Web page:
Pfizer's CEO says he sees 'no issues' in delivering 2 billion COVID-19 vaccines on time
- Pfizer's chief executive sees "no issues" in delivering on its
- The company will be able to deliver `at least' 2 billion doses globally, CEO Albert Bourla said.
Pfizer's chief executive officer is confident that the company can deliver 2 billion doses of the company's
"We forsee no issues with delivering the commitments we have made," CEO Albert Bourla said on the company's fourth-quarter earnings conference call Tuesday. He touted
"Because of the dire need to vaccinate more people, we have explored innovative plans to increase the number of doses we are able to produce globally by the end of 2021," the CEO said.
The company originally estimated it would deliver 1.2 billion doses worldwide this year, but after its vials were found to include an extra dose of the vaccine, the company boosted its goal to 2 billion. On Tuesday's call, the CEO was confident in meeting - and perhaps exceeding - that goal: "We now believe we can potentially deliver at least 2 billion doses in total by the end of 2021," based on the six-dose label, Bourla said.
He reiterated his guidance that the company would deliver 200 million doses of the vaccine to the US by the end of May, two months ahead of the contractual agreement. "We are continuing to work closely with the US government on our production, release, and shipping schedules to help states ensure Americans receive first and second doses on time," he said during the call, based on a transcript provided by Sentieo.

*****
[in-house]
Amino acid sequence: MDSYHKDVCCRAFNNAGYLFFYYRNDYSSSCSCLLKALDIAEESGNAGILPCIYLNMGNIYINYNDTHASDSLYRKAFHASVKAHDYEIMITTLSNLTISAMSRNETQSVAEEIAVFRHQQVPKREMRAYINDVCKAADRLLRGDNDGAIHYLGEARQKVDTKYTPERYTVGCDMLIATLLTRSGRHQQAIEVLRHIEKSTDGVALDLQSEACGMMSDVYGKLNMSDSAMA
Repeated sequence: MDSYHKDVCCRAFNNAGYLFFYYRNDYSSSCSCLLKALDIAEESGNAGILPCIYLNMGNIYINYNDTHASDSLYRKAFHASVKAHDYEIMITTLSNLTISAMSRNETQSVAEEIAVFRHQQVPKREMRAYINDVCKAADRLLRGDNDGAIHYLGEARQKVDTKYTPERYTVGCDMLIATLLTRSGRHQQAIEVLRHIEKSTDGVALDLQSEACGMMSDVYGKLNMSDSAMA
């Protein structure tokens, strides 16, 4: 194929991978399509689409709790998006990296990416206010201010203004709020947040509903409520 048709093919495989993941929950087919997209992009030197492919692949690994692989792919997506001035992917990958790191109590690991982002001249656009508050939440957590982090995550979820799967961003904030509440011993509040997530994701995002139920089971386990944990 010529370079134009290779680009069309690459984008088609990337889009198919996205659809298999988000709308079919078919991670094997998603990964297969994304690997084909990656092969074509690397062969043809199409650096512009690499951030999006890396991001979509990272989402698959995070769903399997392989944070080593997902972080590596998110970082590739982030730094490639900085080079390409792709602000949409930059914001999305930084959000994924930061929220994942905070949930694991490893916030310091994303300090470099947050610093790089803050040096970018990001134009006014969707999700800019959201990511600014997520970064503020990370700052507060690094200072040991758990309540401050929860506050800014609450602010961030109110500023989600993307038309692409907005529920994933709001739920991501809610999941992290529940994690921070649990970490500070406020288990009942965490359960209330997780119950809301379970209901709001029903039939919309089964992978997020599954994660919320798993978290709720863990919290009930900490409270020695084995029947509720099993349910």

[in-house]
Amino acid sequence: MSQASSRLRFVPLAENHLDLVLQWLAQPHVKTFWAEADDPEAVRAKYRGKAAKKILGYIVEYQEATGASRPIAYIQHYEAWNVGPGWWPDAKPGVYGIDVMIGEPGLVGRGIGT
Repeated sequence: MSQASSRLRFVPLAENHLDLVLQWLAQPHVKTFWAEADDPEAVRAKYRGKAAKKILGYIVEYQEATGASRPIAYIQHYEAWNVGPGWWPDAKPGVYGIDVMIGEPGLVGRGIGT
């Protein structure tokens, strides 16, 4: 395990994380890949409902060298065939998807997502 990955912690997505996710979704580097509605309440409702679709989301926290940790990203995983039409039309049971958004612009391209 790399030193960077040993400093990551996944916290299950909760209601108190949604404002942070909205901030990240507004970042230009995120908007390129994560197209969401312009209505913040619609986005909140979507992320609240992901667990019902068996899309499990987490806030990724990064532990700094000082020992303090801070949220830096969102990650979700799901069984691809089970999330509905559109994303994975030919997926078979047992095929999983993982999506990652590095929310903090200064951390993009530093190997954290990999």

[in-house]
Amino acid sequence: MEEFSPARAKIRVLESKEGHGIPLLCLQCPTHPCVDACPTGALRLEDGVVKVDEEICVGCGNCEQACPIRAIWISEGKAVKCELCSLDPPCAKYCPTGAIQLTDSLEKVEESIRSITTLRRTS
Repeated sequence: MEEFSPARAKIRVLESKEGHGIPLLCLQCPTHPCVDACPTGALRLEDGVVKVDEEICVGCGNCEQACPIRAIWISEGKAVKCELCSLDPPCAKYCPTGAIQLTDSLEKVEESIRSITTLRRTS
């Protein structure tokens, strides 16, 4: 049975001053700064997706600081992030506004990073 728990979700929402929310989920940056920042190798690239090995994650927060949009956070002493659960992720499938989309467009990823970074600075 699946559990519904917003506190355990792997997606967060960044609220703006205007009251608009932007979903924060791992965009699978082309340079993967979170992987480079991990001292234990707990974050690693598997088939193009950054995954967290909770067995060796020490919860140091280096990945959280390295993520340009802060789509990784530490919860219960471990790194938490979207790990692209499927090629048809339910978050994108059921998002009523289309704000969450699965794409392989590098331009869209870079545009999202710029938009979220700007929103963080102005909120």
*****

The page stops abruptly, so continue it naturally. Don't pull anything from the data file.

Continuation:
So far, 32 million vaccines have been administered in the US, with almost 6 million people received both doses, according to data from the Centers for Disease Control and Prevention.
When President Joe Biden took office in January, he ramped up purchases of the vaccines, one from Pfizer and BioNTech and the other from Moderna. The increased supply means 300 million Americans could be vaccinated with either of the two-dose vaccines by the end of the summer.
Pfizer, whose vaccine wasn't originally tested on the South Africa variant, released results of an in vitro study on the variant last week. On the call, Bourla said he was "encouraged" by the early study.
The US has confirmed three cases of the South Africa variant, which can spread more easily and quickly, according to the CDC. Since the COVID-19 virus began spreading in the US last year, there have been 26 million cases and more than 400,000 deaths in the country. Globally, there have been more than 2 million deaths.
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